According to The Sunday Times of 22 December, the Department of Transport, Tourism and Sport will require owners of such craft, as well as larger vessels like motorboats, to register their vehicles for the first time - a move that's been welcomed by Irish Water Safety.

"There are occasions where these vessels are used in a dangerous, reckless or inconsiderate manner," said the department. "When that does happen it's important to be able to identify the perpetrator."

Though new legislation will be required to introduce registration - which will come with a "reasonable fee" for each vessel - it's believed misbehaving watercraft users would be prosecuted under existing bylaws or health and safety law.

Published in Jetski

#RNLI - Stranraer RNLI's lifeboat was dispatched by Belfast Coastguard on Friday evening (7 June) to rescue men from a stranded personal water craft on the rocks at Corsewall Point.

The men had been travelling on the water scooter across the North Channel from Ballycastle in Northern Ireland to Campbeltown in Scotland and back - a round trip of some 130km - but ran out of fuel on the return leg, and drifted to Corsewall on the north point of the Rhins of Galloway.

The RNLI Stranraer lifeboat launched at 5.20pm from Lady Bay and 20 minutes later arrived on scene, where they discovered that two of the men were cold and one had an ankle injury - although a conflicting report via the Belfast Coastguard says only two men were found.

The men were transferred safely on to the lifeboat and taken to Dally Bay, from where they were taken by road to Stranraer Accident and Emergency Hospital.

But as BBC News reports, they were beset by further problems on their return trip to Northern Ireland later that evening, when the private vessel on which they were travelling also ran out of fuel and had to be towed to Red Bay in Co Antrim.

Belfast Coastguard confirmed to the BBC that the men had been travelling on their water scooter with "no navigational aids" and that "they could not get a signal from their mobile phone".

Published in RNLI Lifeboats

#JETSKI – The International Council of Marine Industry Associations (ICOMIA) has launched its new global personal watercraft resource website which is intended for PWC riders.

Working in collaboration with personal watercraft manufacturers Kawasaki, Yamaha and BRP, ICOMIA's 'Ride the Wave Right' website, which is available in English, French and German, provides advice for safe and responsible PWC riding, information on the history and evolution of PWC, as well as ideas for recreational PWC activities and tips on how to be environmentally friendly on the water. The website ensures that PWC enthusiasts and government authorities have access to policy and legislation information on CE Products, (the markings and documentation which EU directives require products to carry before being placed on the market), the CIN Checker Database (on-line Craft Identification Number (CIN) checking system) and Grey Imports (PWCs that are not purchased through official dealers in your home country). The website also features links to product and manufacturer information directly from the Kawasaki, Yamaha and BRP websites.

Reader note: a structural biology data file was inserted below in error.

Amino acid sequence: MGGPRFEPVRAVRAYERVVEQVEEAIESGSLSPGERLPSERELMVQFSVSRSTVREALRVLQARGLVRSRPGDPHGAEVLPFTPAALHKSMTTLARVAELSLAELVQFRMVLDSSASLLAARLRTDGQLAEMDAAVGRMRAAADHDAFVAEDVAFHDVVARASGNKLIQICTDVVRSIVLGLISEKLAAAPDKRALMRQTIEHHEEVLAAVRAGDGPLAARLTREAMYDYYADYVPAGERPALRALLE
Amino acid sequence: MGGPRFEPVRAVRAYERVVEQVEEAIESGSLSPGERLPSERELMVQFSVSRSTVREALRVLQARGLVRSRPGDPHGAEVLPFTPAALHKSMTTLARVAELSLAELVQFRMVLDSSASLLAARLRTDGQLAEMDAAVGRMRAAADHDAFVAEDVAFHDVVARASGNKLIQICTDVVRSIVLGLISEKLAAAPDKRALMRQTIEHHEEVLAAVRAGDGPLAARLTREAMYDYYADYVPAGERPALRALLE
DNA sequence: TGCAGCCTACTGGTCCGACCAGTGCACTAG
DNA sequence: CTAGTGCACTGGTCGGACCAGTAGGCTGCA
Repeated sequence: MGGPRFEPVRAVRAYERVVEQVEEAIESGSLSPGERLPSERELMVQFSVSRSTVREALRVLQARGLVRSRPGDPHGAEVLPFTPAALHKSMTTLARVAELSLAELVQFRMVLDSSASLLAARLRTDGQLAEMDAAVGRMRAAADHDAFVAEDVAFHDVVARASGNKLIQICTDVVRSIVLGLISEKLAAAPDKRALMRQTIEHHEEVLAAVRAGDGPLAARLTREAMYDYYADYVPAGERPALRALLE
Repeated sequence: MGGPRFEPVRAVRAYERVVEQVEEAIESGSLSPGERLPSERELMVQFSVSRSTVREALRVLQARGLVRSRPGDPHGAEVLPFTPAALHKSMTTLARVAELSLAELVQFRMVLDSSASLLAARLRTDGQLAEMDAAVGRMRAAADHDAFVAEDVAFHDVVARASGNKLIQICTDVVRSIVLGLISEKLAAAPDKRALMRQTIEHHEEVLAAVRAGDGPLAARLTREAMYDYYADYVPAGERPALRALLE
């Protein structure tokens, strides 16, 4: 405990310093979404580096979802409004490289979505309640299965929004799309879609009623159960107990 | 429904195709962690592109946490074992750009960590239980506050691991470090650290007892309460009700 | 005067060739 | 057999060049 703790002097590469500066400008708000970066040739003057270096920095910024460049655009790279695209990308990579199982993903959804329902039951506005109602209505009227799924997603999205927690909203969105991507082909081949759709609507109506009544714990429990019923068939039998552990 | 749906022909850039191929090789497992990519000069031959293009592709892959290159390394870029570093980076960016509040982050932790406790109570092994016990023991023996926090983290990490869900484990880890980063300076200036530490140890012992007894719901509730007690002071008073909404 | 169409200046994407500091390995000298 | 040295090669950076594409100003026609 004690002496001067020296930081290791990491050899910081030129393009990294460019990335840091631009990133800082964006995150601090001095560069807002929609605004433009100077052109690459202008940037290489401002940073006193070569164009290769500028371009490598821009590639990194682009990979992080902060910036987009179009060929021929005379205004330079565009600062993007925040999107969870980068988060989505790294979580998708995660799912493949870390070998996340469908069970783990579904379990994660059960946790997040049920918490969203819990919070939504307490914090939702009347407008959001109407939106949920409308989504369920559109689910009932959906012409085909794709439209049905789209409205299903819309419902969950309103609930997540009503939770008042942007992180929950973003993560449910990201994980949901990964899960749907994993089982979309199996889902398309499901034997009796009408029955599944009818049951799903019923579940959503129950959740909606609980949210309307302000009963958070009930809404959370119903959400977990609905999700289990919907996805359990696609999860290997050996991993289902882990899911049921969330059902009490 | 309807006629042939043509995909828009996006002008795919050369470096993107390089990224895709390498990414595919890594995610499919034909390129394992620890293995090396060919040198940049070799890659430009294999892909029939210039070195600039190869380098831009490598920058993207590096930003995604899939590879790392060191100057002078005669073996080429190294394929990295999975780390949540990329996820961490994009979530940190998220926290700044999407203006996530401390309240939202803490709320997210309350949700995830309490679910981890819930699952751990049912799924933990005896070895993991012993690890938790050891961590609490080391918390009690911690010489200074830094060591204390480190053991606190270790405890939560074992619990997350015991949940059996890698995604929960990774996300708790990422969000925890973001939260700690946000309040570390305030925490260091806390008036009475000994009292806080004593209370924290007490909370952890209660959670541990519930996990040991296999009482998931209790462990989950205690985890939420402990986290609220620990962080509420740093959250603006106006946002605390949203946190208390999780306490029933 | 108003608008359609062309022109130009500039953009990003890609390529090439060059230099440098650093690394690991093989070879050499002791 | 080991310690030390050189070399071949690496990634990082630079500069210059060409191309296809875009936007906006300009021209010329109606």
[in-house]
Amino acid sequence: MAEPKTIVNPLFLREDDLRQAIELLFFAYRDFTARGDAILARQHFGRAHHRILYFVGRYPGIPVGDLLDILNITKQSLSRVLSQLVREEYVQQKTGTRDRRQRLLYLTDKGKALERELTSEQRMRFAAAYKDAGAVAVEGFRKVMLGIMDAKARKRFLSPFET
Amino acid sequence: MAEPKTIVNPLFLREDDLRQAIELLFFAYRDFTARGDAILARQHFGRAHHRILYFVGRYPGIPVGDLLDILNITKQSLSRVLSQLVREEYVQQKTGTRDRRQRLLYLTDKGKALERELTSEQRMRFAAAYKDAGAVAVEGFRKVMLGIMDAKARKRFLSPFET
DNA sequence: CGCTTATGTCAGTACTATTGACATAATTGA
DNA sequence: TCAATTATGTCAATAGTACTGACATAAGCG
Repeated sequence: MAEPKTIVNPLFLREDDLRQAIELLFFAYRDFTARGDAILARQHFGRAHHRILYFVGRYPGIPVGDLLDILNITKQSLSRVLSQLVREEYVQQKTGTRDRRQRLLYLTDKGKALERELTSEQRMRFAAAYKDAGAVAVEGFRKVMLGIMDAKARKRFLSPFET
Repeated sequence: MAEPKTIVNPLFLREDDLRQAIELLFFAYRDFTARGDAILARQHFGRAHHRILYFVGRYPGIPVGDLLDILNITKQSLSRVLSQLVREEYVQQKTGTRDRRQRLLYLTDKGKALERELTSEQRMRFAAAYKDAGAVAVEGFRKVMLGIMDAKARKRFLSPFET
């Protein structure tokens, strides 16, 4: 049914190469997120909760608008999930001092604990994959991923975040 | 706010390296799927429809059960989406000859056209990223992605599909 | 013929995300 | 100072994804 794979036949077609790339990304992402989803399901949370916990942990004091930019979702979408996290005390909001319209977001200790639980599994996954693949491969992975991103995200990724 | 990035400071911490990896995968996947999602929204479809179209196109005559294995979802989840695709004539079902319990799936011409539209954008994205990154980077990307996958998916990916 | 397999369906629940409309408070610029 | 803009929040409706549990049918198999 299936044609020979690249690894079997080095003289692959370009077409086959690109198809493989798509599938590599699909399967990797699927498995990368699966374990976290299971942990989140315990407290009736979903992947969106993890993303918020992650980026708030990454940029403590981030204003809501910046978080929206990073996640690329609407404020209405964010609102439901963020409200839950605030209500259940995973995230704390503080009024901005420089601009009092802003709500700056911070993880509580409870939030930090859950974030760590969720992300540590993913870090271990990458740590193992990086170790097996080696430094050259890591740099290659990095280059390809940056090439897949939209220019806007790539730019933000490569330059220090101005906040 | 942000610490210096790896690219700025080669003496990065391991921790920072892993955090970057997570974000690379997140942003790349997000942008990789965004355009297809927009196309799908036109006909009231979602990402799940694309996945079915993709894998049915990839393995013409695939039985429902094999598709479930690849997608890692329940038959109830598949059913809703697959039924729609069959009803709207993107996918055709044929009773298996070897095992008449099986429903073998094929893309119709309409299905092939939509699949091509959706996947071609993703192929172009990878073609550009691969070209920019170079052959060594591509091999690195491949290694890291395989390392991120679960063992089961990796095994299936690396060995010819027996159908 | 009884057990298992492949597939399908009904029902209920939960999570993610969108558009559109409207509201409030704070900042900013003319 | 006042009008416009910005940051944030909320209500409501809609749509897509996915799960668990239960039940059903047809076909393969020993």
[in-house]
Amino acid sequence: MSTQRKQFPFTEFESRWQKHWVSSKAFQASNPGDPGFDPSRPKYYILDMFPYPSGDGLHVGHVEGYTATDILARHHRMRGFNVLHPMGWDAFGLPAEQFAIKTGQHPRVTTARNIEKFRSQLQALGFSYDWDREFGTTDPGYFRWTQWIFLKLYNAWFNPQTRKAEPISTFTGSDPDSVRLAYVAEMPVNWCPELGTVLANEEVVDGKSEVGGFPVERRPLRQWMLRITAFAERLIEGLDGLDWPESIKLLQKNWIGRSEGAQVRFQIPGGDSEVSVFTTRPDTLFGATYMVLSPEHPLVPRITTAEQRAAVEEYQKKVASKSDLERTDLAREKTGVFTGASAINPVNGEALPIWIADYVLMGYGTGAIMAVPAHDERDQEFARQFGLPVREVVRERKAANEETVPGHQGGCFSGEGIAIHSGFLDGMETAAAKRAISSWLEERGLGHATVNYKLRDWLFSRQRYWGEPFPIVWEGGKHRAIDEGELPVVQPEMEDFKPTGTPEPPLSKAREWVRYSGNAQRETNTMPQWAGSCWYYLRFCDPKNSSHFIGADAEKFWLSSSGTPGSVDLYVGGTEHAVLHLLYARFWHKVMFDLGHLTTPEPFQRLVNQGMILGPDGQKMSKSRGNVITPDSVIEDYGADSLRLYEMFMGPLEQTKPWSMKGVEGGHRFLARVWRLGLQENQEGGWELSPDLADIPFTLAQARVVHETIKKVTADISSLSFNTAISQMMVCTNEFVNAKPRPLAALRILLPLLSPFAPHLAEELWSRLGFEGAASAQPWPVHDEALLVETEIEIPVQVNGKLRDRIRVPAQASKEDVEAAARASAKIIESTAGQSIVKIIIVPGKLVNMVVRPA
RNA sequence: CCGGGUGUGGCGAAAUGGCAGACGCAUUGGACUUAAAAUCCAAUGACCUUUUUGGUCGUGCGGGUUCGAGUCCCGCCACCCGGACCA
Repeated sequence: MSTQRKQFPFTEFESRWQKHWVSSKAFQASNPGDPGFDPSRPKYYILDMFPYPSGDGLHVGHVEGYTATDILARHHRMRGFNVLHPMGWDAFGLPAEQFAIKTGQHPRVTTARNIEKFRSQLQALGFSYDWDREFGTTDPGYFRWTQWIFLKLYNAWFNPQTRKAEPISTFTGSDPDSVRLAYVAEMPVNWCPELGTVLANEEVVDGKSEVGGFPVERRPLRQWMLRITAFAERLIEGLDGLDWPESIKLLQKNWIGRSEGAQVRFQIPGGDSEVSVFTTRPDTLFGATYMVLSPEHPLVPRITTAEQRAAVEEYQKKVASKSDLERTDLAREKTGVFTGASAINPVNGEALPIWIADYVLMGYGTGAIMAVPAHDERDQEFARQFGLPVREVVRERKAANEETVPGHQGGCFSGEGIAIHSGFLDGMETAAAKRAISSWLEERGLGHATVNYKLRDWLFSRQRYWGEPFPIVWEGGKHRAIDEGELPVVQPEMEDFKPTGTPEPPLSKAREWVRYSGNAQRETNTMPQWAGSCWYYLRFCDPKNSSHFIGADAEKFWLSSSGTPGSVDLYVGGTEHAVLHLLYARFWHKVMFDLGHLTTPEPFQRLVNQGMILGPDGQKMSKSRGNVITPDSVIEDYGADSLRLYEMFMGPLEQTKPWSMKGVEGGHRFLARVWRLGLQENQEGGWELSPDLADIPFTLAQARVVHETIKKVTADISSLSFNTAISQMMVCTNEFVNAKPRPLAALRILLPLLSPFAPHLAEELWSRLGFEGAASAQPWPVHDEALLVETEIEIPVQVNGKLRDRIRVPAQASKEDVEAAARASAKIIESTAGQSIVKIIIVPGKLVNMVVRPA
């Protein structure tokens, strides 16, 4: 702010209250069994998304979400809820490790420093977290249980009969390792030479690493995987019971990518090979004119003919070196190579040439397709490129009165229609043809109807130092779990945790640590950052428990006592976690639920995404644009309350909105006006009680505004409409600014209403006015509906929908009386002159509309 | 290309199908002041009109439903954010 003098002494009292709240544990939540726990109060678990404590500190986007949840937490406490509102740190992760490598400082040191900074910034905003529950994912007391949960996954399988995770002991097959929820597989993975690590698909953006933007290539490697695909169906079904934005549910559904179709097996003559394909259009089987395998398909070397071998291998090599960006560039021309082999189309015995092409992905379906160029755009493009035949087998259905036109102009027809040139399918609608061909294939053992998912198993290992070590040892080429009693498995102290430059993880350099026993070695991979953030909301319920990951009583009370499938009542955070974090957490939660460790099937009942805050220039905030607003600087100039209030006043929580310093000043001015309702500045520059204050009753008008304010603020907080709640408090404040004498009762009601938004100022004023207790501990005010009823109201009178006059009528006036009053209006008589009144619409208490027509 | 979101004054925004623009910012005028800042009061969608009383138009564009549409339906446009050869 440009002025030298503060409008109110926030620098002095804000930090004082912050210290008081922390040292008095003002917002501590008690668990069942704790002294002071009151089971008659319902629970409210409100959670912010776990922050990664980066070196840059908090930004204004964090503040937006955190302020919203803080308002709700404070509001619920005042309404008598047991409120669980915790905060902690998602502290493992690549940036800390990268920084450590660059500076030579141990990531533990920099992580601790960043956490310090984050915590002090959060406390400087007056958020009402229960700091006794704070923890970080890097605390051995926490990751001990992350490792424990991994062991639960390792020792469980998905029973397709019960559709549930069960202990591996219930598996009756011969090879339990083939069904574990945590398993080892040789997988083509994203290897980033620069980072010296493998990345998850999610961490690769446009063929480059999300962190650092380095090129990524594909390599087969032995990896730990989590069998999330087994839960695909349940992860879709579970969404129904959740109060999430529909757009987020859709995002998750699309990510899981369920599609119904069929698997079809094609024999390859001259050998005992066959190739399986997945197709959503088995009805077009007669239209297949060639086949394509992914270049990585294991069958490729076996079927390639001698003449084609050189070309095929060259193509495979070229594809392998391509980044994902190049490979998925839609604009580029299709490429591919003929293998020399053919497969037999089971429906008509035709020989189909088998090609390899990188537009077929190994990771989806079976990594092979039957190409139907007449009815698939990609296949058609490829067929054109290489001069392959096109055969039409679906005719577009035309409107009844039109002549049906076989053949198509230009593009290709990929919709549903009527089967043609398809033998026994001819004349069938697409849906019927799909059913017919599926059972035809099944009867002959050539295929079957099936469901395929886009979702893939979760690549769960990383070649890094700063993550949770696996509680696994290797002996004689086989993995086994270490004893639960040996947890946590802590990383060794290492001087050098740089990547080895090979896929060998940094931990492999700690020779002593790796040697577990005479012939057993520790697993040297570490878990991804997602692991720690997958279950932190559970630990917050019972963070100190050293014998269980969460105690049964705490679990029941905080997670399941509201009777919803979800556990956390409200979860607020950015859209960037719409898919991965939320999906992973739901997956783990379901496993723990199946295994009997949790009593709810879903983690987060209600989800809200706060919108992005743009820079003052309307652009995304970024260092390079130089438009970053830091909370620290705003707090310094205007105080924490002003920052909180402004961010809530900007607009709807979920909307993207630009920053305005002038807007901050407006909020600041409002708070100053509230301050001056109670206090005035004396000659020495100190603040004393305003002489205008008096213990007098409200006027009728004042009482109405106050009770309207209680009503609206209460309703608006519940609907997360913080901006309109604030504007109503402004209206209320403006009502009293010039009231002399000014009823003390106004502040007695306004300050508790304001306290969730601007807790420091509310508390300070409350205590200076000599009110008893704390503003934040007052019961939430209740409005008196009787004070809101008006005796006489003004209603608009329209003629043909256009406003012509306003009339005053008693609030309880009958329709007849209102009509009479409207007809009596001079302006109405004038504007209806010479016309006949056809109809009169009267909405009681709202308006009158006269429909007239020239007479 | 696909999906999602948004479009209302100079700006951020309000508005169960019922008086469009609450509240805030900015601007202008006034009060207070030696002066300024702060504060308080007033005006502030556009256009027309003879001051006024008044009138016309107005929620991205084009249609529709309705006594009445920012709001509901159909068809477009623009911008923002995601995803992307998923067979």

In addition, an interactive world map provides essential riding information such as national regulations, age limits, driving licenses and registration requirements for 27 countries across the globe.

'Ride the Wave Right' also offers the quiz 'Sink or Swim', an enjoyable way to learn about safety issues and to test your personal watercraft knowledge. Should you achieve 100% on the quiz, you get the chance to post your results on Facebook and invite friends to test their riding skills as well. The quiz is also featured on Facebook as a separate "app".

Hans Sipkema, leader of the ICOMIA Marine Engine Committee's PWC Task Force, and Kawasaki Motors Europe, stated that "the website provides a platform for the industry to promote this great sport, and the PWCs ever growing usefulness to society, as more police, fire fighters and life guards discover the great potential these crafts can offer in saving peoples' lives".

It was in the early 1990s that the personal watercraft became the fastest growing category in the recreational boating market and the PWC industry was for a time the fastest growing segment of the marine business. Today PWCs are 75% quieter and up to 90% environmentally cleaner. They can accommodate up to three people, feature environmentally friendly engine technology and increased safety precautions.

Kihira Kosuke, ICOMIA Marine Engine Committee's PWC Task Force member and Yamaha's Product Planner, commented that by providing these resources and advice, PWC users can maximize their enjoyment whilst using the machines safely and responsibly.

Tony Rice, ICOMIA's Secretary General states that "this is a unique resource providing global information and advice for PWC riders and I am grateful to the ICOMIA Marine Engine Committee's PWC manufacturers for their initiative"

For more information, please visit the website at

Published in Jetski


#JETSKI–A new marina in Poole has launched a specialist area for jet skis.

The Port of Poole Marina in Dorest, which enjoys views of Brownsea Island and is close to the historic Poole Quay, is offering 13 permanent berths for jet skis.

John Binder, marina manager, said: "The hassle of storing a jet ski at home, towing it by car, paying to launch it at Baiter Park and having to head home to shower afterwards can detract from the fun of a day on the water. Our new facility offers jet ski owners a place to store their craft, with immediate access to the open sea and a chance to shower and enjoy the local social scene afterwards."

Among those to use the site to store his jet skis is Arran Scott, Principal of Absolute Aqua watersports academy. He said: "The new marina is perfect for us. Until now we've had to store boats further away and our lessons started with a frustratingly slow trip to open sea through areas with a restricted speed limit. Now we're right by the open sea, there's no wasted time, we can park on site and the facilities are excellent."

The marina, which opened this year, was constructed by Walcon Marine (the company behind the marina at the Dubai International Boat Show). It occupies the former Ro-Ro1 Brittany Ferries berth and offers on site toilets, showers and parking and a free water taxi service to nearby Poole Quay.

As well as berths for ribs and jet skis, it houses 59 boats between 10 and 15 metres in length and has visitor berthing for up to six deep-draught super yachts.

Published in Jetski